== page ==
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To Me, My Mother Is a Myth

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Editor’s note: If you experience suicidal thoughts or have lost someone to suicide, the following post could be potentially triggering. You can contact the Crisis Text Line by texting “START” to 741-741.

There are moments in life that make me cringe. Triggers that bring up extreme anxiety, panic, guilt and sadness. Triggers so unassuming that they would never cross anyone’s mind as a sensitive subject, and I am left to deal with the post-traumatic stress disorder (PTSD) pain. Simple triggers, such as someone asking about my mother. I am left with a lump in my throat, as I have to explain that I don’t have a mother.

It’s true. I was born, I live and a woman gave birth to me. Her name was Betty. I’m told she loved me very much… before she died by suicide. To me she is but a myth, a bedtime story. I know she existed, but due to the extreme traumatic nature of the situation, my childhood mind had to block her from my memory in an desperate effort to somehow survive.

I remember very clearly seeing her dead. I remember watching my dad’s reaction to finding her. I remember being rushed out of the house, the fire trucks and police cars. I remember my great aunt holding me and crying in the front yard. I remember the neighbors coming out of their homes and watching from across the street. I remember the feeling of extreme panic and confusion. I was just old enough to remember the trauma very clearly, yet too young to understand at the time. I was merely 4 years old. I have many memories of early childhood, and I should be able to remember her alive, but I don’t. I can’t. I don’t remember any hugs, the sound of her voice, any interactions. Any memories I do have that she was a part of, it is as if she is a blur, like she was already a ghost.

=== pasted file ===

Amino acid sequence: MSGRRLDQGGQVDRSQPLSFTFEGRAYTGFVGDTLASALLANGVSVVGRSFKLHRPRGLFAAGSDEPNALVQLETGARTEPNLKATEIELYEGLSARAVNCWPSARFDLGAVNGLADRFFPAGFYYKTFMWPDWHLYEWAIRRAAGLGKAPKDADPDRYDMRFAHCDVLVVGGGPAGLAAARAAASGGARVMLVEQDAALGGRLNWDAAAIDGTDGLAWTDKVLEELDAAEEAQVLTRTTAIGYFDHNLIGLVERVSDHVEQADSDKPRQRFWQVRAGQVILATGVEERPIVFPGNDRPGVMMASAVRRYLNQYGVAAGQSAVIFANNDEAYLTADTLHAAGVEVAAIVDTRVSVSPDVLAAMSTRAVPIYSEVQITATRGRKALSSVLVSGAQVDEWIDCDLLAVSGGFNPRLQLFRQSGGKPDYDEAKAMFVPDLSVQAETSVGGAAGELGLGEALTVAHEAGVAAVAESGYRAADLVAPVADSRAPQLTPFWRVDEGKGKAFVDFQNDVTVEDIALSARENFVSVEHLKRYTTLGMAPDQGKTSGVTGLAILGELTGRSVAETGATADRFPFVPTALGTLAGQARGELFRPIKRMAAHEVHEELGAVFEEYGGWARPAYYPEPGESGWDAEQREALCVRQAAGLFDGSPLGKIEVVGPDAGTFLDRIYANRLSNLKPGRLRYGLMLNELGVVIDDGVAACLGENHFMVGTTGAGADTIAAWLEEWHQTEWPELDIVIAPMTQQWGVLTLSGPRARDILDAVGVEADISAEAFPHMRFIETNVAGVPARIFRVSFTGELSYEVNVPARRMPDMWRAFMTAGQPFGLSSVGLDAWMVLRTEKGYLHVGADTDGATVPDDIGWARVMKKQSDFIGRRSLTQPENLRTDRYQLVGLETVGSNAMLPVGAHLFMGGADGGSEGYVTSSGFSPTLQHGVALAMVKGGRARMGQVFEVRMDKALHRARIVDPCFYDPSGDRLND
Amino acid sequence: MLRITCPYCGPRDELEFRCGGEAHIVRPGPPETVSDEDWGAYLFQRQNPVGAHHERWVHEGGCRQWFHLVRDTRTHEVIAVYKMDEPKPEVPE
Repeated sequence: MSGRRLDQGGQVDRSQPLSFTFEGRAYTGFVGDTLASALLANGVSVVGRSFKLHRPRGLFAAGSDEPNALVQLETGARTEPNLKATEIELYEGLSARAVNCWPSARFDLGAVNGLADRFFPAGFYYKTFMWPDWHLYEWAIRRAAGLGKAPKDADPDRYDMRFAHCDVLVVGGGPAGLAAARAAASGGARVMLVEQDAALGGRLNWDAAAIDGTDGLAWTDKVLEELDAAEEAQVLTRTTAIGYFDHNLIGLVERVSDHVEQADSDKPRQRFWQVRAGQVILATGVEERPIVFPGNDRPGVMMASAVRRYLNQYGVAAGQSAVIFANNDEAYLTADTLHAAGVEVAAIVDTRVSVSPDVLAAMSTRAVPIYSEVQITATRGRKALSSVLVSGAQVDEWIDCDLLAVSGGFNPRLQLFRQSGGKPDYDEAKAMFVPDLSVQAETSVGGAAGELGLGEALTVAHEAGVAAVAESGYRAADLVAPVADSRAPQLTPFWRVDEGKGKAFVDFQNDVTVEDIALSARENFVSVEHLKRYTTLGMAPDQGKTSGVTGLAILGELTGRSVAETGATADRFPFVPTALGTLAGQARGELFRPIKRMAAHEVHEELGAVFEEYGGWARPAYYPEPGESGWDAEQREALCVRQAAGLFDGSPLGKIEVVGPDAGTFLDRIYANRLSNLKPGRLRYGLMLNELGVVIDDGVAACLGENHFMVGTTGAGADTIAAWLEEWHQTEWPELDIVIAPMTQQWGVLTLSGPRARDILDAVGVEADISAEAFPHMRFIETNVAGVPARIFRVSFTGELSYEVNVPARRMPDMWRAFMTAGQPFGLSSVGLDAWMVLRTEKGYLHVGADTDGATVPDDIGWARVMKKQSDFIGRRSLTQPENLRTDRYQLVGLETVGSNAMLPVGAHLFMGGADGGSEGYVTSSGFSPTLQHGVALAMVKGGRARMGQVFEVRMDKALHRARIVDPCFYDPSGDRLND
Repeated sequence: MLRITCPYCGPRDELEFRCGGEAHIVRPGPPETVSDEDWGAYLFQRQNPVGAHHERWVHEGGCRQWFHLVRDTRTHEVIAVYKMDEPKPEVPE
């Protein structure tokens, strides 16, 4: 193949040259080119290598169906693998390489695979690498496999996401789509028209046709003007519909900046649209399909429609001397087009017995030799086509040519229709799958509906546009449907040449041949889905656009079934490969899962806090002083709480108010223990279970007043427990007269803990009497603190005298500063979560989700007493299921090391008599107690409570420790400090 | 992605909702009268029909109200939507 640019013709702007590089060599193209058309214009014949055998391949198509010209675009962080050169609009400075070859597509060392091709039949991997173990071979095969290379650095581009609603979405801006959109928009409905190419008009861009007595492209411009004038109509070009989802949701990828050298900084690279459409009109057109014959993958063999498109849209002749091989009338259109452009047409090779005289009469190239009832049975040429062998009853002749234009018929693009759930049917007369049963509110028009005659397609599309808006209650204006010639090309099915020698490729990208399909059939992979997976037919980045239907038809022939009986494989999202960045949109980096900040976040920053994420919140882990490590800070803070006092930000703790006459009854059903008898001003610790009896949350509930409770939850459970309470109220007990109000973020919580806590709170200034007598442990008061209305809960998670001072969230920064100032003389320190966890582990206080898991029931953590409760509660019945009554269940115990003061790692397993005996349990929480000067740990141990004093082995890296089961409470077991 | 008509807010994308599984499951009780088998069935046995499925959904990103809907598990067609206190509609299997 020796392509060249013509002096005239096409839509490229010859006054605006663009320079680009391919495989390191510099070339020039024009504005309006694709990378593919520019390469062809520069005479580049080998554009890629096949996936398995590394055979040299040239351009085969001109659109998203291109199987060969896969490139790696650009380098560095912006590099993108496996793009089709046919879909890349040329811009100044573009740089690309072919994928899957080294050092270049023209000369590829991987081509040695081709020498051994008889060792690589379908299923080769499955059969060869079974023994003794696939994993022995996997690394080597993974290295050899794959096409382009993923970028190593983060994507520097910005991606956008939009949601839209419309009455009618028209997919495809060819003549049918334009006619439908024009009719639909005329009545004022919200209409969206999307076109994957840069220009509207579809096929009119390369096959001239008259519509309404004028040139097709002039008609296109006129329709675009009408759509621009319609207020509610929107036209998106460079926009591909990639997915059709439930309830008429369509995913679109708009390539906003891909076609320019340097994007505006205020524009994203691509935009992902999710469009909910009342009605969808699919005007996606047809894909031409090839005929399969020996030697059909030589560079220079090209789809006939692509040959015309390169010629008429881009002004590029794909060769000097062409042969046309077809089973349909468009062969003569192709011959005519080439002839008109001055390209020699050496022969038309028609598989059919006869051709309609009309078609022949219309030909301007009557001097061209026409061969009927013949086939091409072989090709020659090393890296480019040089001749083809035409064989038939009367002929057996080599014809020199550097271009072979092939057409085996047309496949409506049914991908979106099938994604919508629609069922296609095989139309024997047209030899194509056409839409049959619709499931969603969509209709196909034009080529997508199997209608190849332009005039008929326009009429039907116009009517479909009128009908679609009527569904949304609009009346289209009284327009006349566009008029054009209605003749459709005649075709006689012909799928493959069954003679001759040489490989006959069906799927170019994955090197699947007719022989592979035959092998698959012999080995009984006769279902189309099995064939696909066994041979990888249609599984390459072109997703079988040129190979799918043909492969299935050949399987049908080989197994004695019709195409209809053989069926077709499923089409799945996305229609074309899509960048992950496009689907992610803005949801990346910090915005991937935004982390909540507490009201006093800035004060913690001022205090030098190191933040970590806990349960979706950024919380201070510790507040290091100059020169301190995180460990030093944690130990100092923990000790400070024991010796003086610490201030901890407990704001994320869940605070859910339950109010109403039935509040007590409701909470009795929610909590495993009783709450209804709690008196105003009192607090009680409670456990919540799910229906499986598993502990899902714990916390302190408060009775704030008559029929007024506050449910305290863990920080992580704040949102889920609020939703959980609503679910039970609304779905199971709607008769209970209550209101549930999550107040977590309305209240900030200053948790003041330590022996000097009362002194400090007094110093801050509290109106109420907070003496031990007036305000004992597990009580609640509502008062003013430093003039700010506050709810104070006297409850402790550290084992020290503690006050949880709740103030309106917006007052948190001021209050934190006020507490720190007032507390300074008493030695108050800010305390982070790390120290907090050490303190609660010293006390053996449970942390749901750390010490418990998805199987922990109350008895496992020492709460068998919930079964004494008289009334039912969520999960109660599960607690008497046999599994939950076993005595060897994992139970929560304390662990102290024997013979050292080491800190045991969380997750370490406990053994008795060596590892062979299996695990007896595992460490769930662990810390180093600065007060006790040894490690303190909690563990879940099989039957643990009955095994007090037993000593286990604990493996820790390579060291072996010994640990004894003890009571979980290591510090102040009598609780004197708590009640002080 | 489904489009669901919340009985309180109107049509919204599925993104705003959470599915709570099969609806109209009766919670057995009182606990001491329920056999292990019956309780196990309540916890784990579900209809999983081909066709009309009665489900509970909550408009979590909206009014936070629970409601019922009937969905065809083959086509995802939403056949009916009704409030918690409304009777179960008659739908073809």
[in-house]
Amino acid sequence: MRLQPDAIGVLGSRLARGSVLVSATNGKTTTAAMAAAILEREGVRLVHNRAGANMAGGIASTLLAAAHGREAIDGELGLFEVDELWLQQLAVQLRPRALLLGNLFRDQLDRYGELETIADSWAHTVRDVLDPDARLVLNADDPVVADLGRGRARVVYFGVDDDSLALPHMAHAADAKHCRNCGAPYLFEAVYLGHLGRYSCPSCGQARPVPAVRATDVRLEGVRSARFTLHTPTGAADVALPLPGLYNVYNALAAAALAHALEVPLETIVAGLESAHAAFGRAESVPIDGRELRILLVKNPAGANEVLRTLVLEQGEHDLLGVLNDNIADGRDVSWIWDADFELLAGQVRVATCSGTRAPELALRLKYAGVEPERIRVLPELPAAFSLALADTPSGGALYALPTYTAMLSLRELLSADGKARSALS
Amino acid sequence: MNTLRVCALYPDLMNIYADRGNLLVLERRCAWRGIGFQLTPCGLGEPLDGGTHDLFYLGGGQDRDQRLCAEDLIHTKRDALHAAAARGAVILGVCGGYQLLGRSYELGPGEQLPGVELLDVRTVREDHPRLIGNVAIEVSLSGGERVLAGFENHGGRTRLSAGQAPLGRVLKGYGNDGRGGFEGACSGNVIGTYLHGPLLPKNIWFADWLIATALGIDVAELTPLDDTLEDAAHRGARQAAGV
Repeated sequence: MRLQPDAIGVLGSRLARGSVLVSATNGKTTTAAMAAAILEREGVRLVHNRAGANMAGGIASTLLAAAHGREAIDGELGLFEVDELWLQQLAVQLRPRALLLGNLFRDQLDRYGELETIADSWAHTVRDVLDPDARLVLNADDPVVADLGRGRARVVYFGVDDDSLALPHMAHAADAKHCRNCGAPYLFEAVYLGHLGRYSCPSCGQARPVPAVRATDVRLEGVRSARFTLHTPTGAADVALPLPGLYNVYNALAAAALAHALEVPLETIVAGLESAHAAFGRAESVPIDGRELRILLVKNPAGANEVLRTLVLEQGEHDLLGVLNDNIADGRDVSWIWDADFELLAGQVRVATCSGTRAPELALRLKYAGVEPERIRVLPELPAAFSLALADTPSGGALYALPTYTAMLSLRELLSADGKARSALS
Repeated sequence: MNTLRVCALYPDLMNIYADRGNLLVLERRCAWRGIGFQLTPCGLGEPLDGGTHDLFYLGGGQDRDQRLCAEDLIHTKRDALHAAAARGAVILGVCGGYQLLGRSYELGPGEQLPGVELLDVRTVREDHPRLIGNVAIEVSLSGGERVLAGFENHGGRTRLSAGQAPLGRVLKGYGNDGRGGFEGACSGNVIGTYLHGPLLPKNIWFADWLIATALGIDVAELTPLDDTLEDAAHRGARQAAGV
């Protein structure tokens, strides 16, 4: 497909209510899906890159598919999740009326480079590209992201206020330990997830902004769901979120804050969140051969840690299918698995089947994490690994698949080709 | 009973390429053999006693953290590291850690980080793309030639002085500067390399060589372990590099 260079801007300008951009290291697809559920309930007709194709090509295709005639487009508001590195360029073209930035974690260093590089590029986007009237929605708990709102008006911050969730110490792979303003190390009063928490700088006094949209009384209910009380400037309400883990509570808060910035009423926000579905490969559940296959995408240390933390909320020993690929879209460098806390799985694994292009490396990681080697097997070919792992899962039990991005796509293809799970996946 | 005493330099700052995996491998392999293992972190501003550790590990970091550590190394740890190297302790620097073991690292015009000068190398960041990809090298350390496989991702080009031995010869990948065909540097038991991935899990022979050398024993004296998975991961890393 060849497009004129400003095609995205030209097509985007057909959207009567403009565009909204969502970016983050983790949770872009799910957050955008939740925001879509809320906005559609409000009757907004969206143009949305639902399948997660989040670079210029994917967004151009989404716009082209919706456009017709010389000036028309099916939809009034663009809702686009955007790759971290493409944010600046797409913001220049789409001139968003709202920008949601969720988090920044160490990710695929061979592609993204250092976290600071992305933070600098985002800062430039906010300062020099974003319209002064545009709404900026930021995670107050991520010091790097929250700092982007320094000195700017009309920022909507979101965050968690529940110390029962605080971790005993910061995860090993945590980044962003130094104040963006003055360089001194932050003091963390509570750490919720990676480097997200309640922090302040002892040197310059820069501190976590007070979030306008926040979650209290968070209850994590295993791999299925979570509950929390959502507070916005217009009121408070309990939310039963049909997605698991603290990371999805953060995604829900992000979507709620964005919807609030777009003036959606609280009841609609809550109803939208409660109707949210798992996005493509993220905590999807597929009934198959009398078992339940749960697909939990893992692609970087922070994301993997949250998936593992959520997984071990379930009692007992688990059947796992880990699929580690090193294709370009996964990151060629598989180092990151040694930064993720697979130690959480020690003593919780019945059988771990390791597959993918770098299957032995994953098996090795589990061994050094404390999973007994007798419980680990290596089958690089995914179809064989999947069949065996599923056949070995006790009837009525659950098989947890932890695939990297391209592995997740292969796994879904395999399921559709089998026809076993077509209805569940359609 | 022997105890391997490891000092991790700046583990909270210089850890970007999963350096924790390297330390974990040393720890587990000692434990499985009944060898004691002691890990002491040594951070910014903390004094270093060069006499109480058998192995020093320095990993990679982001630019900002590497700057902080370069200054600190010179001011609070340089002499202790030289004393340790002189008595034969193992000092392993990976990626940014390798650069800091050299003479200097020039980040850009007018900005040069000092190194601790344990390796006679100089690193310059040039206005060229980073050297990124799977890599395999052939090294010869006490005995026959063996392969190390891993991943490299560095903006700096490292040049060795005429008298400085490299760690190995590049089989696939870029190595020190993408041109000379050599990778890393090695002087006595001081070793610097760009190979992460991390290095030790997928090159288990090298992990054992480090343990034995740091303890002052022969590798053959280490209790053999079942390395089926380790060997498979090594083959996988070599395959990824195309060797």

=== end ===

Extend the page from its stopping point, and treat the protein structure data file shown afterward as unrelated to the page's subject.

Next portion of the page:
I don’t know exactly when my memory of her disappeared. I know I would awaken in the middle of the night screaming and crying in the days after. I still carry the pain and panic of that first day inside me. It gets easier, but it doesn’t go away. But children must grow up, and I was still alive. The brain is an amazing organ, and it did what it had to so that I could go on and grow up. Evidently, that was to block all my memories of her from my mind so that I didn’t have to feel the loss.

Maybe it worked, maybe it made it worse. Instead of being sad for missing my mother’s memory, I feel guilty for forgetting her and selfish for feeling sorry for myself because I missed out on growing up with a mother. I feel as if I don’t miss my mother, I just miss having a mother.

Suicide is a very different kind of death. How can you comprehend it as a child? Mental illness isn’t something easily grasped by a young child. To me, she didn’t want to be with me. To me, I drove her a way. To me, if only I was not so annoying or needy she wouldn’t have done it.

That was the burden I carried while growing up. While going to kindergarten, while trying to make friends, while growing into a young adult. I had no self-esteem, just the weight of extreme guilt and the feeling that unlike everyone else, I was unworthy of love.

I’m an adult now. I can grasp mental illness. I understand now that it wasn’t my fault, it wasn’t because of me and that I can’t take it personally. Yet, my whole process of growing up and psychological development was influenced by this tragic event. The damage is hard to overcome and the wounds are still there. My brain and my being is covered in scar tissue. All I can do is live my life to the fullest, and hope my story can somehow be of help to anyone else that has to face such a loss at such a young age.

If you or someone you know needs help, visit our suicide prevention resources page.

If you need support right now, call the National Suicide Prevention Lifeline at 1-800-273-8255, the Trevor Project at 1-866-488-7386 or text “START” to 741-741.

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Thinkstock photo via FogStock/FogStock Collection

Originally published: May 12, 2017
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